Your browser is no longer supported. For the best experience of this website, please upgrade to a newer version or another browser.

Your browser appears to have cookies disabled. For the best experience of this website, please enable cookies in your browser

We'll assume we have your consent to use cookies, for example so you won't need to log in each time you visit our site.
Learn more

Department stores prove their worth

This week Debenhams became the latest department store group to reveal that it too had enjoyed rather good trade over Christmas, despite the turmoil endured elsewhere. House of Fraser, John Lewis, Selfridges, Harrods and Harvey Nichols have all said the same.

This success has been attributed to the fact that the typical department store customer is more affluent than your average high street shopper. They are therefore largely immune from tedious talk of crunching credit and falling house prices, and are unlikely to defect to the likes of Primark on the promise of a pair of £4 trousers.

As Marks & Spencer chief executive Stuart Rose slightly sulkily pointed out when his business’s performance was compared unfavourably with that of John Lewis, the latter doesn’t have to compete with Tesco and Asda on sales of men’s underpants, while he does.

This is all true, but it wasn’t long ago that the market was writing off the department store as a relic or, in some cases, an expensive indulgence. It was just three years ago that the Allders chain was crumbling ignominiously, and Debenhams’ stock market return little more than a year later was met with ambivalence, if not derision, by investors who saw no value in the business.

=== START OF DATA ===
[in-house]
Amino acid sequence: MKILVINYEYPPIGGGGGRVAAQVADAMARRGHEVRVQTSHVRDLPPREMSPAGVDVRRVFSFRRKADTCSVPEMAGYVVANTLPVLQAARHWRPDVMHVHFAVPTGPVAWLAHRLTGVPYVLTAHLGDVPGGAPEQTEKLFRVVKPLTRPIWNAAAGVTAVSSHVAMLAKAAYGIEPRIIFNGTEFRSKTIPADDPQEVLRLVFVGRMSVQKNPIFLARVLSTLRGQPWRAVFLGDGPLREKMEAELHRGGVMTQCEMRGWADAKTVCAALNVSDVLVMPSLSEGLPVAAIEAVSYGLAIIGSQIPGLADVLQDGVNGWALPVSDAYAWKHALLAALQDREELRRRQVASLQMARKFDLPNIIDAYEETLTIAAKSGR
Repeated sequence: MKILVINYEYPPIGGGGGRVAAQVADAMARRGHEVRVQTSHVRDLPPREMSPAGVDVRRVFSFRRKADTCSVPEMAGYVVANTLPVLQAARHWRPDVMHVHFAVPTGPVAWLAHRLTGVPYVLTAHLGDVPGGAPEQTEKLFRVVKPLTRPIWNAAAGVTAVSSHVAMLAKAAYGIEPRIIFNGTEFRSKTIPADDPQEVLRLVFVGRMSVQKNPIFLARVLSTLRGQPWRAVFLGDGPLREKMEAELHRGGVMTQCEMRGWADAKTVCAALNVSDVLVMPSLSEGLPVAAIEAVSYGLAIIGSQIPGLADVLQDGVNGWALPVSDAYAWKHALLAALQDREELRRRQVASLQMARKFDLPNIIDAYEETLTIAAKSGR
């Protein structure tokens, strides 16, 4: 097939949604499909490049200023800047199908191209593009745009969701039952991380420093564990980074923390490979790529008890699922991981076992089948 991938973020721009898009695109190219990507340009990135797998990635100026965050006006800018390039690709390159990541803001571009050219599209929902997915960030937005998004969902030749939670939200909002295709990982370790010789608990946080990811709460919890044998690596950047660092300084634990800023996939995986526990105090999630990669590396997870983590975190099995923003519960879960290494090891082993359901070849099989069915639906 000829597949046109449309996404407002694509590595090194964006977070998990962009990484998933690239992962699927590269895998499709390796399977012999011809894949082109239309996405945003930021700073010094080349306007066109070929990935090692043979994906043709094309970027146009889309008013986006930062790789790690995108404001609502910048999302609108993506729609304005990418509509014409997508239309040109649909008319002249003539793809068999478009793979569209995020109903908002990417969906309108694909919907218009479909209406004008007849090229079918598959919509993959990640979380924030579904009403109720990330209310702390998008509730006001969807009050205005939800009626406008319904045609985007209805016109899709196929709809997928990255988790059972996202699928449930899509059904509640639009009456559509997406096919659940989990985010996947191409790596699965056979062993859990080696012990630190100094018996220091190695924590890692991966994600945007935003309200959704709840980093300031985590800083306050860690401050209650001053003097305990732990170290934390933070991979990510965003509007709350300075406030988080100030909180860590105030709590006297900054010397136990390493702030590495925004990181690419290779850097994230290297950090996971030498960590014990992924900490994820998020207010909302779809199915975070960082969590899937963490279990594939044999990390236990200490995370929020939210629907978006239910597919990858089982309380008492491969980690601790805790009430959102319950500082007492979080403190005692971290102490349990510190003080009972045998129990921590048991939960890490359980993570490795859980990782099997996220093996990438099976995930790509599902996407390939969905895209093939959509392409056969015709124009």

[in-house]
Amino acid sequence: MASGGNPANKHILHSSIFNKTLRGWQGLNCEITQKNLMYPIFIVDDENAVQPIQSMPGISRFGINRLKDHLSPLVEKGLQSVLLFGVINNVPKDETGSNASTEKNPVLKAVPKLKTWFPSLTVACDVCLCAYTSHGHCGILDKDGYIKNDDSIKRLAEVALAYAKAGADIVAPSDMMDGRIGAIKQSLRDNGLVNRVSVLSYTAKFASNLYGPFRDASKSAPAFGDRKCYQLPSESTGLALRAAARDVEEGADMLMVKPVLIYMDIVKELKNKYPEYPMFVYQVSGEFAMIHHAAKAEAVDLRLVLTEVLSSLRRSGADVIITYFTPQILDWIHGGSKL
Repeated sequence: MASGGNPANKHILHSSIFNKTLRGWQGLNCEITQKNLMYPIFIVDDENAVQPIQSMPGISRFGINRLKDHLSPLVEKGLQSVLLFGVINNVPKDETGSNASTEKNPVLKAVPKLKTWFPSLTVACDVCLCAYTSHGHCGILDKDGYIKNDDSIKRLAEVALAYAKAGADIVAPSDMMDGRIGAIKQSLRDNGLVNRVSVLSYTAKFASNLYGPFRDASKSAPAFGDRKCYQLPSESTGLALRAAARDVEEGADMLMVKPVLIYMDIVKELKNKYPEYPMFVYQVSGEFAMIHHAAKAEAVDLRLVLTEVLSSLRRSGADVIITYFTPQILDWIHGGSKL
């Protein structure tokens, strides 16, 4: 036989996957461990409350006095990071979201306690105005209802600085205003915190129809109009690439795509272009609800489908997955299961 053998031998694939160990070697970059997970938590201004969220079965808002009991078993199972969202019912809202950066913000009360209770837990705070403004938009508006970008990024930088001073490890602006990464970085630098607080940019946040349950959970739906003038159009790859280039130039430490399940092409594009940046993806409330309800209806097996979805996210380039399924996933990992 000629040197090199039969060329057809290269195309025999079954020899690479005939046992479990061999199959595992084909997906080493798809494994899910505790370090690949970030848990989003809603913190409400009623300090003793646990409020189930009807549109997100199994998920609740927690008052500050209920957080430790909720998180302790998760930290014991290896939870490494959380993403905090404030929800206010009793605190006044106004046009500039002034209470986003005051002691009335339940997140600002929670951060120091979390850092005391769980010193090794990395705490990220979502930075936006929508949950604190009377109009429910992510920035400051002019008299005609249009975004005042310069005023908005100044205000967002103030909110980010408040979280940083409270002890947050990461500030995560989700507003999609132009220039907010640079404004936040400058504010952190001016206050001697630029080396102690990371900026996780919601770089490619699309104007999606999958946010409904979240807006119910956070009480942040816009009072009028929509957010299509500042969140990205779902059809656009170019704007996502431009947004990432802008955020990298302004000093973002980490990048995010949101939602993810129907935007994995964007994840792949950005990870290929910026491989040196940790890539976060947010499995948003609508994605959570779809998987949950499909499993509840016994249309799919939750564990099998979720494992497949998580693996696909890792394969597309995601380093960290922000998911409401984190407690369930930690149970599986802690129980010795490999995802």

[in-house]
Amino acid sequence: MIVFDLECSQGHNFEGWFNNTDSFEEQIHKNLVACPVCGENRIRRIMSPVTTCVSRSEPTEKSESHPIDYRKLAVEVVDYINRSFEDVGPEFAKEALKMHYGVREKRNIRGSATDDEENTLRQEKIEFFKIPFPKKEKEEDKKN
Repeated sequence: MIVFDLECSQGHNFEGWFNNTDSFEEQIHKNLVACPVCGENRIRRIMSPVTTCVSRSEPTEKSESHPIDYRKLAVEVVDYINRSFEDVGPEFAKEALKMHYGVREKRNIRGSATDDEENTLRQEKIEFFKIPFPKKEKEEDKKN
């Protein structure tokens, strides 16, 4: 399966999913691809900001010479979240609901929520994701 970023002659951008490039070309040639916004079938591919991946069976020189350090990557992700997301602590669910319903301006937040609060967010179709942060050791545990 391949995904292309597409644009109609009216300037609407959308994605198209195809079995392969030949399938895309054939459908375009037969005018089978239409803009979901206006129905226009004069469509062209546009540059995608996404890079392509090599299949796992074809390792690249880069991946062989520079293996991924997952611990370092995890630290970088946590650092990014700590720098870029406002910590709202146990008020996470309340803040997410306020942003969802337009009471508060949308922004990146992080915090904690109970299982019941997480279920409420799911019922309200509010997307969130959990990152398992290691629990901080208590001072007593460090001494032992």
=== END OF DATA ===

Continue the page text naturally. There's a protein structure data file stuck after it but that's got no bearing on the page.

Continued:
So what have department stores done to turn the tide, apart from having the good fortune to attract a customer base with discerning taste in Y-fronts? Well, quite a lot, such as refurbishing their stores, expanding their product offer (at the top and bottom ends of the price scale), going online, improving customer service and generally making shopping a more pleasurable experience. It sounds simple, but it isn’t. Yet it is an encouraging tale nonetheless.

Readers' comments (2)

  • its encouraging news, I just hope the good department stores can continue this success and help turn the tide towards better quality, higher end product that everyone can buy into and not get scared and start the nonsense clearance sales the public have grown to expect....Can we expect a return to the glory days of quality stores and busy independents nurturing new brands???? oh I hope so!!!

    Unsuitable or offensive? Report this comment

  • "It sounds simple, but it isn't. Yet it is an encouraging tale nonetheless"
    Aaaaargh!!!!!!!!!!!!!!!!!!!!!!!!!!!!!!!!!!!!1

    Unsuitable or offensive? Report this comment

Have your say

You must sign in to make a comment

Please remember that the submission of any material is governed by our Terms and Conditions and by submitting material you confirm your agreement to these Terms and Conditions. Links may be included in your comments but HTML is not permitted.